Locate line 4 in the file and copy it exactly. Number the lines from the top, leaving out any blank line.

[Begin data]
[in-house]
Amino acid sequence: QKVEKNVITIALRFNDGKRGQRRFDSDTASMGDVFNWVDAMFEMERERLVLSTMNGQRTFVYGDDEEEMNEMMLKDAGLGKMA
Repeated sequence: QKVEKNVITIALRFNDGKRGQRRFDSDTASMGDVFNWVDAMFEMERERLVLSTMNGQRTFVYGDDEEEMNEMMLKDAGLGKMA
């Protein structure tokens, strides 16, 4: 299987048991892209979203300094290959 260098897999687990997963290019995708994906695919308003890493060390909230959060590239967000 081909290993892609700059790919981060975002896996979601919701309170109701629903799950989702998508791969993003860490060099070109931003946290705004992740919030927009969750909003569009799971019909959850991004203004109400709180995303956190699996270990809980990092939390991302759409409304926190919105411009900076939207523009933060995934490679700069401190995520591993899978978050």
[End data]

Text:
């Protein structure tokens, strides 16, 4: 299987048991892209979203300094290959 260098897999687990997963290019995708994906695919308003890493060390909230959060590239967000 081909290993892609700059790919981060975002896996979601919701309170109701629903799950989702998508791969993003860490060099070109931003946290705004992740919030927009969750909003569009799971019909959850991004203004109400709180995303956190699996270990809980990092939390991302759409409304926190919105411009900076939207523009933060995934490679700069401190995520591993899978978050």